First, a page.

A new species of Meghalaya lizard named after the Indian army

A new species of Meghalaya Gecko has been recorded from Umroi military station in Ri-Bhoi district of the state by a group of researchers. The new discovery is scientifically named Cyrtodactylus exercitus. Exercitus in Latin means army. The name was coined to honor the Indian Army for their service and dedication.

Locally, the Gecko will be referred to as the Indian Army Curved-Toed Gecko. The genus Cyrtodactylus is represented by about 320 species worldwide and is the third most common genus of vertebrates in the world. Members of the genus range from South Asia to Melanesia with great diversity in South Asia. Northeast India is now home to 16 species of bent-toed gecko.

As part of the ongoing research to uncover the herpetofaunal diversity of northeast India, a team of researchers – Jayaditya Purkayastha and Sanath Chandra Bohra from Help Earth, Yashpal Singh Rathee from Umroi Army Station, Hmar Tlawmte Lalremsanga, Vabeiryureilai Mathipi, Lal Biakzuala and Lal Muansanga from Department of Zoology, Mizoram University and Beirathie Litho from RMSA Lobo school discovered two new species of bent-toed gecko, one from Meghalaya and one from Mizoram. The results of the study are published in the European Journal of Taxonomy. The new species from Mizoram has the scientific name Cyrtodactylus siahaensis and the English name Siaha bent-toed gecko. The species was named after Siaha.

“One of the best ways to serve my country is to protect it and its citizens. The greatest fear that haunts us is our death and an army embraces death for our well-being. As long as I live, I will be indebted to my country’s armed forces and it is my tiny contribution to the forces that make us sleep peacefully with the belief that our nation is in safe hands,” said Dr. Jayaditya Purkayastha, Secretary General, Help the Earth.

“We describe two new species of Cyrtodactylus Gray, 1827, each from the Indian states of Meghalaya and Mizoram based on morphology and ND2 gene sequences. The new species are part of the Cyrtodactylus khasiensis group. Both species represent the highland clade in the southern Brahmaputra clade of Indo-Burmese Cyrtodactylus.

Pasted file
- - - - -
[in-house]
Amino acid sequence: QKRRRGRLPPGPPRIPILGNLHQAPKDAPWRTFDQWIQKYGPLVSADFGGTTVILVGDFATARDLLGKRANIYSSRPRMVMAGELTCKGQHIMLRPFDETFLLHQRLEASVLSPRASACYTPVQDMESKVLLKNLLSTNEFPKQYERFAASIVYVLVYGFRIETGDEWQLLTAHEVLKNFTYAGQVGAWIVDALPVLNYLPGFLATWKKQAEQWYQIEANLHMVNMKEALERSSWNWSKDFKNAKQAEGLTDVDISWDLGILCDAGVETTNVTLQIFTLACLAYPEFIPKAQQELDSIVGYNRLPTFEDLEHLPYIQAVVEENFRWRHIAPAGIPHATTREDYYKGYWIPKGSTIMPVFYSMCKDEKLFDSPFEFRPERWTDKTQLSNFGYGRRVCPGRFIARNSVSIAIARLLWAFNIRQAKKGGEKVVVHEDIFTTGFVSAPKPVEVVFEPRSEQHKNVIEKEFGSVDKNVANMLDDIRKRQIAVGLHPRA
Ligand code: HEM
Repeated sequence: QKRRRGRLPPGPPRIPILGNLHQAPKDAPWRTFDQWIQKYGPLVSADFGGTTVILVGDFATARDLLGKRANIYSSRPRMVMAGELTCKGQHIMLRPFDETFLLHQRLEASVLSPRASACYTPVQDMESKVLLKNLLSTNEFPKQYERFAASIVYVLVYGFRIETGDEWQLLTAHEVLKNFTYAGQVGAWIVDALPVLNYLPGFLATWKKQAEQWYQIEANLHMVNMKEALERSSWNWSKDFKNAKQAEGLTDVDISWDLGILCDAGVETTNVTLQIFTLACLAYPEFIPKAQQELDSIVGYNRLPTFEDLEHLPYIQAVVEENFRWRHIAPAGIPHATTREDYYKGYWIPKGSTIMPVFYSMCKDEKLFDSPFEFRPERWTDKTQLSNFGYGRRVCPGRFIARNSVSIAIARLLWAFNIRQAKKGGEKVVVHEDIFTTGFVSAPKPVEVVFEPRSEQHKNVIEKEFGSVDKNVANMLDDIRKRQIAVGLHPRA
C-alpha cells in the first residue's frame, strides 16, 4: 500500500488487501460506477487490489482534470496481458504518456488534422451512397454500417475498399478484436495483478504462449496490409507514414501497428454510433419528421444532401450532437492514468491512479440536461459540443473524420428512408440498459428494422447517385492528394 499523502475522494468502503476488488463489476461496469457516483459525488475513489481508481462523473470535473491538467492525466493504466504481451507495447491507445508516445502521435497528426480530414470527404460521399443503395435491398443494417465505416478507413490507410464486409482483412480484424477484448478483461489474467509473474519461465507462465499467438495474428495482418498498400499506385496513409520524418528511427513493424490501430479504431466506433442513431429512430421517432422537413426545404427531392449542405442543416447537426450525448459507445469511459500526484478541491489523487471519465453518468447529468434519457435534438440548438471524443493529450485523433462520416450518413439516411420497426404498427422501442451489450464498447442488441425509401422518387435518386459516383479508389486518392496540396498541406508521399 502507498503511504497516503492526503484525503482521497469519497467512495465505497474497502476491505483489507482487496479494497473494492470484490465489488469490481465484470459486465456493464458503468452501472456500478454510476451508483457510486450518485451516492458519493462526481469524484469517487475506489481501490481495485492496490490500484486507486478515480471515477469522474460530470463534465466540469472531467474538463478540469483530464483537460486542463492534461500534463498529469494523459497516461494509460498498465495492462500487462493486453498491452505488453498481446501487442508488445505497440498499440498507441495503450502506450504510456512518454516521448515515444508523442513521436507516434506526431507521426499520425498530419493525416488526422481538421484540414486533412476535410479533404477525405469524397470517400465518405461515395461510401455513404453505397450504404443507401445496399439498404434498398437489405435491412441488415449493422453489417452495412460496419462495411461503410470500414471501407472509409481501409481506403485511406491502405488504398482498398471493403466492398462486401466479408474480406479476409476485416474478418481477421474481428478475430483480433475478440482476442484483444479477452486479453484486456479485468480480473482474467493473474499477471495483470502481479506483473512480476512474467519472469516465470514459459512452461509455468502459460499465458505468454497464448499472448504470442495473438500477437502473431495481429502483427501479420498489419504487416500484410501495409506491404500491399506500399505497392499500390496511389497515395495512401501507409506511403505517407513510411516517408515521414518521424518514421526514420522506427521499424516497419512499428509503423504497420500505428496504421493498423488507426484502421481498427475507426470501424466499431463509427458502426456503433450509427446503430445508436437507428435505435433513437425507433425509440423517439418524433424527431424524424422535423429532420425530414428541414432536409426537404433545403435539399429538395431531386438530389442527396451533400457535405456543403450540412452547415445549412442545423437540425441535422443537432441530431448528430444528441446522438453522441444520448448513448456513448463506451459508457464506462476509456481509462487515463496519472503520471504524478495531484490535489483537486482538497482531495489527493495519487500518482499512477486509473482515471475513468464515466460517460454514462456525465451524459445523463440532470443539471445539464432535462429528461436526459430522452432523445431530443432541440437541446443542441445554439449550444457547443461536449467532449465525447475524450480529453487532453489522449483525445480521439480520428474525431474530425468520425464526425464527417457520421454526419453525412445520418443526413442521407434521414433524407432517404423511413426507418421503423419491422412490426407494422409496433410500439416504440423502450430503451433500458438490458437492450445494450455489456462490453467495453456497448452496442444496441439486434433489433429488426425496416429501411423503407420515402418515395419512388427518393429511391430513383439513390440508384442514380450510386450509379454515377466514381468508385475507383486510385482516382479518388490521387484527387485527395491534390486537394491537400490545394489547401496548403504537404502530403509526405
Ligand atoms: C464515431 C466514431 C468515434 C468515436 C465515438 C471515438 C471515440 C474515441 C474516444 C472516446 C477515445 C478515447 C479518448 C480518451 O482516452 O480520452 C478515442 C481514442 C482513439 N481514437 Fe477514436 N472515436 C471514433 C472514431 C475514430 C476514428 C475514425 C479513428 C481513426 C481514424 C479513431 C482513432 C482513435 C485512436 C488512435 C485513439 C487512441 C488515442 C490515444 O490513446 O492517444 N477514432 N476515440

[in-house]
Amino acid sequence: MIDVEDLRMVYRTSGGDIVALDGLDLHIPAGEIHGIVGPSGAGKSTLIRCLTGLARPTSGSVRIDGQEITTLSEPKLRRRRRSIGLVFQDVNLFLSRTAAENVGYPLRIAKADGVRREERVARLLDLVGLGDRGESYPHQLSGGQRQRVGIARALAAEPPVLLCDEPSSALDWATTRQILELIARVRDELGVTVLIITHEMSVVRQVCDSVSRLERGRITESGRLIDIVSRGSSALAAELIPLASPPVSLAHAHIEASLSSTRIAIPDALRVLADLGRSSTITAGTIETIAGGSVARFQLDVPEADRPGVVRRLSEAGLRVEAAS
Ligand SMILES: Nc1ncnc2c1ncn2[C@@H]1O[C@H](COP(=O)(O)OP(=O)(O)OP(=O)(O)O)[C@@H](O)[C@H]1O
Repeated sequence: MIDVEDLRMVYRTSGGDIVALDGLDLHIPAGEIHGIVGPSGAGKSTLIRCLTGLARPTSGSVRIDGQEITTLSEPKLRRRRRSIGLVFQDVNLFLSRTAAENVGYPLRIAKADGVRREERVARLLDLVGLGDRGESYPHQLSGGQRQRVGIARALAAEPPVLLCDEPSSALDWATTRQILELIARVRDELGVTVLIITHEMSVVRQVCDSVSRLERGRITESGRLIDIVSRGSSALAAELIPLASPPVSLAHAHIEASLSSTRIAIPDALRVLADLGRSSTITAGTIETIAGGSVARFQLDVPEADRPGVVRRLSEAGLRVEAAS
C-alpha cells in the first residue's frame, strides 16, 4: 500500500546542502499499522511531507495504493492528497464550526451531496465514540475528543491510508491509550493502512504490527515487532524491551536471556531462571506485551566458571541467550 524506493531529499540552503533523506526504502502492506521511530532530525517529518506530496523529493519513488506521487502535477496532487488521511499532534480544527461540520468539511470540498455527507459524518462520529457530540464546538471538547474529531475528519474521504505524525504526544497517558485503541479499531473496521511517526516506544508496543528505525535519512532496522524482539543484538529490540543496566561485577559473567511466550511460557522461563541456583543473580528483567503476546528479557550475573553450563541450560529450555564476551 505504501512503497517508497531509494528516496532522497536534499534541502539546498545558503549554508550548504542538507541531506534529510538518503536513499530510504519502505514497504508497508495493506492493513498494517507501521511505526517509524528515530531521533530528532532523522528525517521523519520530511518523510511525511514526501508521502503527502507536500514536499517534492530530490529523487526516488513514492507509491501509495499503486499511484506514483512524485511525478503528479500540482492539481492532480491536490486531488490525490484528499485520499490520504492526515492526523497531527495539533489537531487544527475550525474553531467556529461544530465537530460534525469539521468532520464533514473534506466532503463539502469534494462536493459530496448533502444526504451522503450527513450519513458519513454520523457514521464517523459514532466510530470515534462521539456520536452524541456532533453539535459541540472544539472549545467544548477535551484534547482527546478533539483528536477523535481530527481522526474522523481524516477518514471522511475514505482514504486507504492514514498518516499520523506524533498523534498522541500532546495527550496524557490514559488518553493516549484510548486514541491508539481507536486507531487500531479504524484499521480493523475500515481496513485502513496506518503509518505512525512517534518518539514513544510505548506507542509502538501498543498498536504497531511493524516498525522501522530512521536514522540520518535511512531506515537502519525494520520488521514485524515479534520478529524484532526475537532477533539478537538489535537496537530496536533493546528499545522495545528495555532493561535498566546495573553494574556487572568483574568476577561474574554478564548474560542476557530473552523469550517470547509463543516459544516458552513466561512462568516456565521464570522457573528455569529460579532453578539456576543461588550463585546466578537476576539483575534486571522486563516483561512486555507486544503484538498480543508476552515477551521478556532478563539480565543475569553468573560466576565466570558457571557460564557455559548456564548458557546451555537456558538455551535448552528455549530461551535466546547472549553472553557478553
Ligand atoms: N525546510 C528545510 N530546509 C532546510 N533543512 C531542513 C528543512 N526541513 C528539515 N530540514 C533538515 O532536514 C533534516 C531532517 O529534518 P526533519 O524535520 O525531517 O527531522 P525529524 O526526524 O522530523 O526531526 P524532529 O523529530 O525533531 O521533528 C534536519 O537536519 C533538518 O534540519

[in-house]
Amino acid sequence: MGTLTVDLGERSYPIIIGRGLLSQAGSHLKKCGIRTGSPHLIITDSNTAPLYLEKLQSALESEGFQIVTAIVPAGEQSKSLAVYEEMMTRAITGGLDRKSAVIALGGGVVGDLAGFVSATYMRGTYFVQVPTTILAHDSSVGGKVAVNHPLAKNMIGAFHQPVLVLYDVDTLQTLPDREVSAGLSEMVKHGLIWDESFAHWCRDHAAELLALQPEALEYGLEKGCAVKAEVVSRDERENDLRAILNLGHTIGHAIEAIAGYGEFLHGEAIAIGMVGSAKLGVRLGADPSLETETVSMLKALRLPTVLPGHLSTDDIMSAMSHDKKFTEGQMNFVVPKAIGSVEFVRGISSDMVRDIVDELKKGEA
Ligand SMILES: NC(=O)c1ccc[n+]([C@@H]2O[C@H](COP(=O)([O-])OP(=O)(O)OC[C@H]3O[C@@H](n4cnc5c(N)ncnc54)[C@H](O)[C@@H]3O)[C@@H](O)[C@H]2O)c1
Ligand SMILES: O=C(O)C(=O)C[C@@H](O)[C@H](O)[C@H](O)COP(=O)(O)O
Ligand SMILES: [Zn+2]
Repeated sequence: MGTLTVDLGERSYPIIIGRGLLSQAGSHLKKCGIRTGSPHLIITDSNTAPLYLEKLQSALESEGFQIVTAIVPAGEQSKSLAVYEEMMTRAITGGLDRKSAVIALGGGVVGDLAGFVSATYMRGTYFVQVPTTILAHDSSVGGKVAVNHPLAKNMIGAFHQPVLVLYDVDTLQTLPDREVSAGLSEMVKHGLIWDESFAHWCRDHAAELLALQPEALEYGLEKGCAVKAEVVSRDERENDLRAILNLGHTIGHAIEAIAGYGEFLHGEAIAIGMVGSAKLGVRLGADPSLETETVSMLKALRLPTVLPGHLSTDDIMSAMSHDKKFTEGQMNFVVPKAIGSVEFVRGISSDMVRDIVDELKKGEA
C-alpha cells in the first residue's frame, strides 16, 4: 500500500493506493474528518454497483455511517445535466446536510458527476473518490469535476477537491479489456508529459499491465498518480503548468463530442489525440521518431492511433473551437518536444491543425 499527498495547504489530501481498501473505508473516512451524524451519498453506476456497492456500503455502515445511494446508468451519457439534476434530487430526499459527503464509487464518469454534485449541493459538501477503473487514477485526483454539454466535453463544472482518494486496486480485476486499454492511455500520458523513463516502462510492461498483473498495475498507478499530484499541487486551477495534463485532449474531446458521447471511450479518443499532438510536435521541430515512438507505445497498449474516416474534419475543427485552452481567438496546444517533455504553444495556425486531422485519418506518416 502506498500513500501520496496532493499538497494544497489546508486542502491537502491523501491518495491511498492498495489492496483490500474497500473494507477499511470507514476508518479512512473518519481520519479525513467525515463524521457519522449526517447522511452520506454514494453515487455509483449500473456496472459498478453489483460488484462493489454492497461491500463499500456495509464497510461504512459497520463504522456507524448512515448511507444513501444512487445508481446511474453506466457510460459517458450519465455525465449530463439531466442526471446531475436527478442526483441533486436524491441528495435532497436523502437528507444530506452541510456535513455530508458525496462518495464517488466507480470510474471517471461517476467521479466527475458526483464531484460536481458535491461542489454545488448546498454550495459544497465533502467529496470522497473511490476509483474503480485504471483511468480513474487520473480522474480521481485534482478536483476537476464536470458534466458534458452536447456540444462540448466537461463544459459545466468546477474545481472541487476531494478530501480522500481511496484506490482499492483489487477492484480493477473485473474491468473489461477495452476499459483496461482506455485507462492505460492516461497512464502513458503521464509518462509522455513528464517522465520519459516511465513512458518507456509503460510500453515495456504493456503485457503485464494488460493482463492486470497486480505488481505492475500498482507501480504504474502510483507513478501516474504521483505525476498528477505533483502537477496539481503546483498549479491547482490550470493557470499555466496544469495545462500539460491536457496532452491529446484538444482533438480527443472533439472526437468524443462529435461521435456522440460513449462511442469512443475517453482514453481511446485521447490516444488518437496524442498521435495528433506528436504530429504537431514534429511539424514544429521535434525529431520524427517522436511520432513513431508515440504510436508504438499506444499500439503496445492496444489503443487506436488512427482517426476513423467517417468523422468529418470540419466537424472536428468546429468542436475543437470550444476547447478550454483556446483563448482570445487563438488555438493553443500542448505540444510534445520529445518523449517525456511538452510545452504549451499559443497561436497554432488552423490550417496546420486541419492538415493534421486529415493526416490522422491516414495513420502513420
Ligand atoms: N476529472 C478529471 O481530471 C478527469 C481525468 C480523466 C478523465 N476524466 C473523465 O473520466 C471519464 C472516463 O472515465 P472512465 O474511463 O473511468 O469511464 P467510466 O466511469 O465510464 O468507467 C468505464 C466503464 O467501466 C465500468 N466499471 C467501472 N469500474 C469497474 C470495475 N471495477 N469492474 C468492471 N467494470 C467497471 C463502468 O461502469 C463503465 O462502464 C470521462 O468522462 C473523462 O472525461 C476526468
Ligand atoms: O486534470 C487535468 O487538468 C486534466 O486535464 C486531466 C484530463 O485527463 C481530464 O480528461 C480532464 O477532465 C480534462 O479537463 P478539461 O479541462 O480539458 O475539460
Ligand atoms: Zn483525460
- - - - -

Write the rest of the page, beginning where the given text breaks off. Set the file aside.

Based on the ND2 gene sequence, Meghalaya species have an uncorrected p-distance of 4.21% to 4.25% of a lowland species C. Guwahatiensis Agarwal, Mahony, Giri, Chaitanya & Bauer, 2018 and is a sister taxon to C. septentrionalis Agarwal, Mahony, Giri, Chaitanya & Bauer, 2018. Mizoram species differ from its sister species C. bengkhuaiai Purkayastha, Lalremsanga, Bohra, Biakzuala, Decemson, Muansanga, Vabeiryureilai, Chauhan & Rathee , 2021 by a p-distance of 8.33%”, mentions European Journal of Taxonomy.

In 2019, researchers discovered six new species of bent-toed geckos, a type of small lizard, from the northeast and one of them is from Guwahati.

While researchers found the Guwahati bent-toed gecko (Cyrtodactylus guwahatiensis, named after the city) near a small hillock in the urban sprawl of Guwahati city, the Kaziranga bent-toed gecko, the gecko Jaintia bent-toed gecko and the Nagaland bent-toed gecko. were discovered in Kaziranga National Park in Assam, Jaintia Hills of Meghalaya and Khonoma Village in Nagaland, respectively.

The Abhayapuri bent-toed gecko is currently only found near the town of Abhayapuri in the Bongaigaon district of Assam, and the Jampui bent-toed gecko only in the Jampui hills of Tripura. All of the new lizards belong to the genus Cyrtodactylus and are called bent-toed or arctoed geckos, named after their curved toes.

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